By Madina Toure
City Councilman Rory Lancman (D-Fresh Meadows) and sex trafficking advocates are calling on the city to provide more funding for victims.
Lancman, chairman of the City Council’s Courts and Legal Services Committee, along with social service providers and survivors, rallied at City Hall last week .
“The city currently provides no dedicated funding to the organizations who are providing these services,” Lancman said. “Some of the organizations are very large organizations that deal with lots of different issues relating to women’s rights, domestic issues and others are small organizations that focus on this exclusively.”
The organizations include Sanctuary for Families, Restore NYC, the New York Asian Women’s Center and Girls Educational & Mentoring Services. Trafficking survivors Shandra Woworuntu and Iryna, who is only identified by her first name, also spoke.
Following the rally, Lancman held a budget hearing in which Toko Serita, the presiding judge at the human trafficking interventioncourt in Queens, testified before the committee on behalf of organizations and victims.
In 2004, a human trafficking intervention court was established in Queens County. The courts exist in all five boroughs. –The state Assembly recently passed a package of anti-human trafficking bills whose provisions include increased penalties across the board for human trafficking and labor trafficking, mandated prostitution offenses and services to human trafficking victims and a human trafficking hotline.
In October, Gov. Andrew Cuomo signed a law requiring case records involving 16- or 17-year-old victims to be sealed so that future employers cannot find out about their history.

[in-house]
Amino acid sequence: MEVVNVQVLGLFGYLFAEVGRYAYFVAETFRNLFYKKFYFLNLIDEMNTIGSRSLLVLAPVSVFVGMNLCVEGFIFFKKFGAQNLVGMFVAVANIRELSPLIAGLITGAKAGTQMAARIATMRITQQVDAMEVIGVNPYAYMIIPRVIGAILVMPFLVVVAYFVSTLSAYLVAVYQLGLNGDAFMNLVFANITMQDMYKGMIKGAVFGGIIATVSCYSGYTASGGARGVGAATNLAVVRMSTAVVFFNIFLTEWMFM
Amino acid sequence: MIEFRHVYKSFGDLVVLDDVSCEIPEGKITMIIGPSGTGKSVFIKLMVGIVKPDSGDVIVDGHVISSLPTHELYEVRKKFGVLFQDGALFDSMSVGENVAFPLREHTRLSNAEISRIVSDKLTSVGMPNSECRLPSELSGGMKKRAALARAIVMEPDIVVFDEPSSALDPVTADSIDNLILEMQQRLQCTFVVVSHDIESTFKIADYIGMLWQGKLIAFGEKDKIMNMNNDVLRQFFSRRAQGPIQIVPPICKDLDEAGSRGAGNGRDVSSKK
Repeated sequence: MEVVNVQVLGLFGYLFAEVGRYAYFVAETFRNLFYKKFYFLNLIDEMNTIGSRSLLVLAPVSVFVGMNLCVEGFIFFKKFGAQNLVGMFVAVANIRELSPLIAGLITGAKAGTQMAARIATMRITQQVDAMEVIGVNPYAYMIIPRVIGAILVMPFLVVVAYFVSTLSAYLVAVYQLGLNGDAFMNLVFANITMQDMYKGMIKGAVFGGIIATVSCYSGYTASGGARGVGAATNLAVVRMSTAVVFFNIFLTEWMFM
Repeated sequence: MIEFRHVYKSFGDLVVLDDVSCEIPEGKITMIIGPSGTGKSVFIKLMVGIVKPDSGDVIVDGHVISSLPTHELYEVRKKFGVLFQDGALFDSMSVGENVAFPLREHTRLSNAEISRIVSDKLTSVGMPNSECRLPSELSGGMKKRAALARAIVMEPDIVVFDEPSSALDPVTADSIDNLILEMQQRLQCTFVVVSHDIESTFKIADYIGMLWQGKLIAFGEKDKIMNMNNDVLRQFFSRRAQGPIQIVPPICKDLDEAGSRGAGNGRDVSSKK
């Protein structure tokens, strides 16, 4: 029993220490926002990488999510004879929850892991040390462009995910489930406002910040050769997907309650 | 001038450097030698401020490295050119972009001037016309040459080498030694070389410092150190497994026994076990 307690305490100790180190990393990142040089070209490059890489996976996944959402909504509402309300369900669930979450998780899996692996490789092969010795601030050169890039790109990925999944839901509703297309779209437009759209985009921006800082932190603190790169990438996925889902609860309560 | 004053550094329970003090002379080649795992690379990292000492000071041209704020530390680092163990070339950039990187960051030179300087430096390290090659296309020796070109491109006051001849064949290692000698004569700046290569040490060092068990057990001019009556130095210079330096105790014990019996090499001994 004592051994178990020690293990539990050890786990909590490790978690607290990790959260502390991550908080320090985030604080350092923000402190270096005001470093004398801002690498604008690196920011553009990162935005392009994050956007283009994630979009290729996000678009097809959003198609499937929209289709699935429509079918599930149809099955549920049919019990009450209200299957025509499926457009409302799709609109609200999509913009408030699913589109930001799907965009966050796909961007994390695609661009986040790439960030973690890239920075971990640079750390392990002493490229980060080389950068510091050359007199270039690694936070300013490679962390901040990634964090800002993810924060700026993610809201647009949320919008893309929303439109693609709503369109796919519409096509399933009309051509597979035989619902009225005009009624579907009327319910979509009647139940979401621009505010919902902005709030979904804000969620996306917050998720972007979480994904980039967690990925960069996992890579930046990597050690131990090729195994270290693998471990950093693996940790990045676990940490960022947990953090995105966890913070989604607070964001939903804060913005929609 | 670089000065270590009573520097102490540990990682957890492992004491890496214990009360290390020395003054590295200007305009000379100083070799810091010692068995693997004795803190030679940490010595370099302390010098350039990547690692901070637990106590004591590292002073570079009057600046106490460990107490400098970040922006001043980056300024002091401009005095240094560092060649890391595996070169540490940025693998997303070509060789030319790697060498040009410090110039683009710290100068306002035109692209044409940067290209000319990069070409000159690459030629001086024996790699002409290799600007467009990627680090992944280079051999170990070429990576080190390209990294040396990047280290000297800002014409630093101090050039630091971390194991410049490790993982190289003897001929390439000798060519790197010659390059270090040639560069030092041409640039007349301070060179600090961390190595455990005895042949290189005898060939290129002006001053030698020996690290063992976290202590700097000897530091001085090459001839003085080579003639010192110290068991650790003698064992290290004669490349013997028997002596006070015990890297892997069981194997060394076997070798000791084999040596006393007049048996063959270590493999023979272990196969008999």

Yasmeen Hamza, director of client services for the New York Asian Women’s Center, which has offices in Manhattan, Brooklyn and Queens, said the organization went from serving 170 women in 2013 to 258 in 2014, forcing them to temporarily stop taking clients from Queens for a couple of months. They still accepted clients from Queens in emergency situations.
The organization no longer serves Brooklyn or Nassau County due to increased demand.
An NYAWC intern or staff member attends court weekly and meets with the women, from the moment they are mandatedto havea given number of sessions.
Hamza said funding from the City Council would enable the center to send its staff members to human trafficking courts in all five boroughs, run their Asian Women’s empowerment program once or twice a week and fund workforce development and ESL classes.
“The funding would allow us to really effectively serve the women through the courts,” Hamza said.
No amount of funding has been determined yet, but Lancman said it is something that should be considered down the line.
“We want funding for these organizations to be on the table and it should be an appropriate amount of funding given how much is at stake and how important it is to the city,” he said.
Reach reporter Madina Toure by e-mail at mtour